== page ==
Throughout Camas, Washougal, and Vancouver, and, indeed, most of Washington State, one of the most abundant invasive species of plant is blackberry. If blackberry is left to grow unfettered, it can quickly grow to consume anything in its path. The good news is that blackberry can be completely removed, the bad news is, no matter what route of removal you take, it will take time and persistence to completely remove. Urban Eden Landscaping strives to approach lawn care as organically as possible, and our approach for blackberry removal is no different. This post will give a brief outline of how to remove blackberry bushes organically.
Assessment and Preparation
The first step to any landscape project is assessing the location and deciding on a plan of action. Removing blackberry is no different. Is the blackberry growing on a slope or hillside? Are there objects buried within the overgrowth? What equipment will be needed to remove the blackberry? All of these questions are worth considering long before attempting to remove the bushes. If the blackberries are on a slope, it may prove more difficult to remove and will, therefore, be more time-consuming of a project. If there are buried objects within the blackberry, you will need to be careful not to damage your equipment as you cut through the overgrown bushes. Before starting the next step, ensure you have the appropriate safety gear, including thick gloves, long pants, and long sleeve shirt.
Cut it Down
Once you have assessed the blackberry situation and have come up with a plan of action, the next step will be to cut the canes as low to the ground as possible. When cutting the canes down to the ground, it is best to use either garden sheers or a powered trimmer that is rated for the thickness of the vines. While standard garden sheers, also known as “loppers,” is an effective method of removal, it is an incredibly time-consuming approach, depending on the size of the blackberry patch. The better method would be to use powered trimmers because it will get the job done much quicker. You will still need to take your time with powered trimmers as there may be hidden objects buried within the bramble (if you assessed the site, to begin with, hopefully, you were able to locate any large objects).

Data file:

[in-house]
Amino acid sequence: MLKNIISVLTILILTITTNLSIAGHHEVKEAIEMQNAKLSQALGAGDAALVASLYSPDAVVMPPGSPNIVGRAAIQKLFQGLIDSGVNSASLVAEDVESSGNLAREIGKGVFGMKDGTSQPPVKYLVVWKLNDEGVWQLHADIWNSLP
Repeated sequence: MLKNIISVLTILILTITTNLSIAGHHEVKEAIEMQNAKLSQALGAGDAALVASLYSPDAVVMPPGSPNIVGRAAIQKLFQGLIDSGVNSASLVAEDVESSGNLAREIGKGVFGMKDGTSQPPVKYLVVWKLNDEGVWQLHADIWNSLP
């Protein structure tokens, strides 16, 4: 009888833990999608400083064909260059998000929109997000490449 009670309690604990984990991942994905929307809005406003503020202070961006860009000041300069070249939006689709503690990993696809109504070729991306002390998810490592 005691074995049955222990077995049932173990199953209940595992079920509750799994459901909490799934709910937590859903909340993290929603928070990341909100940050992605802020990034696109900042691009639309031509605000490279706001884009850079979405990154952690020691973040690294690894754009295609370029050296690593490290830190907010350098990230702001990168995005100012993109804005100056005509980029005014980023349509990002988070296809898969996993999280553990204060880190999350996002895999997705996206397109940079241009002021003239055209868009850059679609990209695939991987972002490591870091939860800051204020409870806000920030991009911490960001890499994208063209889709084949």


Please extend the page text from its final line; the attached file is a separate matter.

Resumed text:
After all of the canes have been cut down to ground level, they will need to be picked up and removed from the site in order to proceed with the next steps. The best method for removal, if you do not have access to a tractor, is to rake the debris into various piles. Once the debris has been raked into piles, you can use a tarp or garbage can to go about collecting the debris and loading it onto a truck or trailer. Using a pitchfork to pick up the debris will speed up this process and save you from being jabbed repeatedly by the thorns the grow on the canes.
The last step, and, admittedly, the hardest and most time-consuming, is to remove the crowns, rhizomes, and roots. Some of the roots, rhizomes, and crowns, may have been pulled up from the earth while cutting or raking the debris, which will, hopefully, speed up this step. However, many more will be left buried in the ground and they will need to be dug out and completely removed in order to fully eradicate the blackberry and stop the continued spread of this invasive plant. There are several tools that can speed up this process. A spade shovel, which can be used to dig up the shallower root systems, by simply digging around the root and prying it out of the ground with either the shovel or by hand. Another great tool is the mattock, which can be used to loosen and cut the roots from the ground. Be sure to take your time with this step as you want to ensure you have removed most, if not all, of the root system. Leaving any of the root systems in the ground will hasten the return of the blackberry patch.
Using chemicals to remove blackberry, much like bamboo and ivy, is not a foregone conclusion, as it can be done organically. Admittedly, it is a laborious process that will take time and dedication to fully complete. If all of this sounds just a little too daunting, Urban Eden would love to help! Contact us today or fill out our FREE estimate request online!